“One of New Zealand’s darkest days,” is how Prime Minister Jacinda Ardern described March 15th, 2019. Fifty people were killed and another fifty people were injured by a white supremacist in two mosques in Christchurch, New Zealand. However, this was not a spontaneous attack but a problem within Western societies. Far right terrorist killings have become more frequent in the last decades. According to the Study of Terrorism and the Responses to Terrorism, a research center at the University of Maryland, this kind of terrorism could be defined as the use of “violence in support of the belief that personal and/or national way of life is under attack and is either already lost or that the threat is imminent.” Extreme-right terrorists fear “white genocide,” an idea that appeared in the 1970’s with the French “new right.” Charleston, Charlottesville or Pittsburgh are the consequence of this thinking. The perpetrators of these assaults share similar ideas – anti-globalism, racial or ethnic supremacy, nationalism, or a mix, that is, white nationalism. Nevertheless, there is something else in common: before their attacks, they have been indoctrinated on the Internet.

Hateful ideologies – misogynistic, racist, Islamophobic, anti-Semitic and homophobic ideas – spread throughout social media and online platforms have been an important factor on the rise of terrorist attacks perpetrated by white supremacists. It is the counterterrorist duty of states to disrupt the network of terrorists and fight back bigotry. Educational changes are important, but counterterrorist activities are required.

Are Far-Right Terrorists a Real Threat?

In the last decades, the belief that the Western way of life is at risk has been widespread. Immigration waves towards these countries in the last decades, along with the emergence of new cultural traditions through the fusion of previous ones, have fueled this idea. On the academic side, many authors have argued in favor of this thinking, as Samuel P. Huntington, who formulated the Clash of Civilizations. According to him, the West is declining in its relative cultural power and, in order to protect their culture, “Westerners” have to accept “their civilization as unique not universal” and unite “to renew and preserve it against challenges from non-Western societies”. However, other groups appeared with a more radical discourse. Among these collectives, some have used symbolism and ideas already employed by fascist dictatorships – as in the Charlottesville car attack. They have targeted minorities, especially racial ones, and their discourse is based on the instability of the system. They feel “left-behind” by social, political and economical changes in their countries at the same time they see how minorities are getting more social rights. Furthermore, according to their discourse, it is fault of these minorities the loss of their traditional white identity, due to multiculturalism and political correctness. Thus, minorities become the scapegoats of this narrative.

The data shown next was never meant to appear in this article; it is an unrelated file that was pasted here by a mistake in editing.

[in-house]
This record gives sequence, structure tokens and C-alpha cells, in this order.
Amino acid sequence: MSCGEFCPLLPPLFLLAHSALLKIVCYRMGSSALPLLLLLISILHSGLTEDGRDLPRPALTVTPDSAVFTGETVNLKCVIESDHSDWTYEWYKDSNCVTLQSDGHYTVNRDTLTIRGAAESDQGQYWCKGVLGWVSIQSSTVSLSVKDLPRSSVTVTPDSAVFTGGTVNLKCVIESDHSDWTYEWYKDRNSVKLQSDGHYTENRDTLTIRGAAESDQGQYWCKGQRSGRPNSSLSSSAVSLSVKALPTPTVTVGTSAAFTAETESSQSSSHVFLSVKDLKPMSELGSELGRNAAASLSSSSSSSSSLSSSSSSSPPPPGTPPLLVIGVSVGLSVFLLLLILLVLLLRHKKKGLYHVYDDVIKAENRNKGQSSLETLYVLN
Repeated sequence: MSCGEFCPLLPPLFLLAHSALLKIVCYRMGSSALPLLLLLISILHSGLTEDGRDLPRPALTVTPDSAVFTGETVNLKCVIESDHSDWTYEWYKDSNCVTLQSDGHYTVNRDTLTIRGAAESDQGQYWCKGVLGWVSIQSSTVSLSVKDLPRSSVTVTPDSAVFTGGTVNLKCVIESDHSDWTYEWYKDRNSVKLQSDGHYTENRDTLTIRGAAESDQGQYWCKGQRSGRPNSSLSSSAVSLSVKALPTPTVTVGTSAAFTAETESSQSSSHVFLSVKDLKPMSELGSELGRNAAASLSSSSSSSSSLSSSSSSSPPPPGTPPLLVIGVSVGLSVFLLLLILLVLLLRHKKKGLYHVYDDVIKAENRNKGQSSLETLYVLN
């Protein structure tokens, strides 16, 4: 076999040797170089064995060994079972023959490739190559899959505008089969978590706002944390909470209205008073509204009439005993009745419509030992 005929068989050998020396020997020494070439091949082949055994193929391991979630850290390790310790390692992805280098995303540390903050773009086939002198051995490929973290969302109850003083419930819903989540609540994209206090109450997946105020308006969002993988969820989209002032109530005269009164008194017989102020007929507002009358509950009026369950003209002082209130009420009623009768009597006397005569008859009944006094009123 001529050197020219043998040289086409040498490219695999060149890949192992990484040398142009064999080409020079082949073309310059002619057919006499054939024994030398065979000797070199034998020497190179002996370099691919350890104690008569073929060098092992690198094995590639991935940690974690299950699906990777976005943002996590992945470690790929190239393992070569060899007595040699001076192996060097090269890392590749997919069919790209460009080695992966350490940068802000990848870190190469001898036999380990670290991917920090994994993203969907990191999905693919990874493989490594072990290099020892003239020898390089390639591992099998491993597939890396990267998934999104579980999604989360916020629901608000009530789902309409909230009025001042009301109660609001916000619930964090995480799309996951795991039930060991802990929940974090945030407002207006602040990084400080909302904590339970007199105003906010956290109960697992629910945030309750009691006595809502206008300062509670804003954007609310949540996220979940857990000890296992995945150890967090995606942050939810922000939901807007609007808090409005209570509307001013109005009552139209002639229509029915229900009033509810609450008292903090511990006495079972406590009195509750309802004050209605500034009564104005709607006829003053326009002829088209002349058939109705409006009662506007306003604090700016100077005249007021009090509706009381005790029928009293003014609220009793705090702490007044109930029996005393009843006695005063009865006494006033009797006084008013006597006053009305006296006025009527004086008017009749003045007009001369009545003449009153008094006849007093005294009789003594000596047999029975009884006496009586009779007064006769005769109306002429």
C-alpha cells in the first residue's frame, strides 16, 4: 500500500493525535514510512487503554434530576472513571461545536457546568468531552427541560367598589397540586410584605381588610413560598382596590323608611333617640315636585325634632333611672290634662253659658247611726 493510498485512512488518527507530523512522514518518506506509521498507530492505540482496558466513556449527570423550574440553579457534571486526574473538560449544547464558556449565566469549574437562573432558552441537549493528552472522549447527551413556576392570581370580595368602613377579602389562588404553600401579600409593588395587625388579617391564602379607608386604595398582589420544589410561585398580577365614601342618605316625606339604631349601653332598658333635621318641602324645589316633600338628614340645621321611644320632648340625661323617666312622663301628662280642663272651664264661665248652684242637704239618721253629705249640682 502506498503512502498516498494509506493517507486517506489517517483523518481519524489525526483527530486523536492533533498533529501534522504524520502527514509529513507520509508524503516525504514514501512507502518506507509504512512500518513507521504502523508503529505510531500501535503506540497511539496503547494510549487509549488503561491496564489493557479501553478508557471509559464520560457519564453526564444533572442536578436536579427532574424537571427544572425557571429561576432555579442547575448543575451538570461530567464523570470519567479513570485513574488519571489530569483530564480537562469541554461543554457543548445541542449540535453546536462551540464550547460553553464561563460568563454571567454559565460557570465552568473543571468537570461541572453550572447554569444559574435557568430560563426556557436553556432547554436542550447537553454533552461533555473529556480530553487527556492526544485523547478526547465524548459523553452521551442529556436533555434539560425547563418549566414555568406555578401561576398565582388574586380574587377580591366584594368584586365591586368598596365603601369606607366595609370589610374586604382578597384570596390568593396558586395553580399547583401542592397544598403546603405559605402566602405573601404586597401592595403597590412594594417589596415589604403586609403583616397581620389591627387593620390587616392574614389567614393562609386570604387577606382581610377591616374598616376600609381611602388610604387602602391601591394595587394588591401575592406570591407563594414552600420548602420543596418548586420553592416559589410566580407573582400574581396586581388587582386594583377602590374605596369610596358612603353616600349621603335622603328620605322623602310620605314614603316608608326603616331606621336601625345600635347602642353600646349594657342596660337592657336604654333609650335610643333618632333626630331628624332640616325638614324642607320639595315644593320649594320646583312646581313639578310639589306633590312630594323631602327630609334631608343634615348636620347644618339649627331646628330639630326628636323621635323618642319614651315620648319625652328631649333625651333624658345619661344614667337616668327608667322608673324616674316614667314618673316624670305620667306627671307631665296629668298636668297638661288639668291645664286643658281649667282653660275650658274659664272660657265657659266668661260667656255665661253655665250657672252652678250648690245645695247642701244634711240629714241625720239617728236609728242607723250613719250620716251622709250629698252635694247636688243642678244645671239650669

Fig. 1: 1924 KKK March in Madison, Wisconsin
Source: Washington Post

These ideas mostly resonate with the demographic sector of the so-called “left behind”  from the globalization process. However, young adults are the group most affected by this propaganda. As a research conducted by the Southern Poverty Law Center shows, disillusioned and indignant young men are the main destination of extreme right ideas. From May 2014 to January 2018 -less than four years- in the US, there have been 13 alt-right terrorist attacks and 110 people have being injured or killed by white nationalists. Likewise, it shows the main social group related with these fatal episodes: the average age of the perpetrators is 26 and all of them are men. Other studies have shown similar results as well as an important increase in the proportion of attacks carried out by far-right extremists: from 6% of all terrorist attacks during the 2000’s to 35% during the 2010’s -although they do not include other attacks, as anti-Muslim terrorism. These attacks are not are specific to the US but to Western societies in general. For instance, in the last years, Europe suffered from one of the deadliest terrorist attacks in the continent: a far right extremist in Oslo killed 77 people through a series of attacks in 2011. In addition, there has been a rise of extreme right attacks by 43% between 2016 and 2017. Last year, far-right extremists were arrested over plots to assassinate Emmanuel Macron, President of France, and Pedro Sanchez, Spanish Prime Minister. Likewise, in the last months there has been a huge emergence of cases involving accusations of racism or far-right extremism in the German “Army”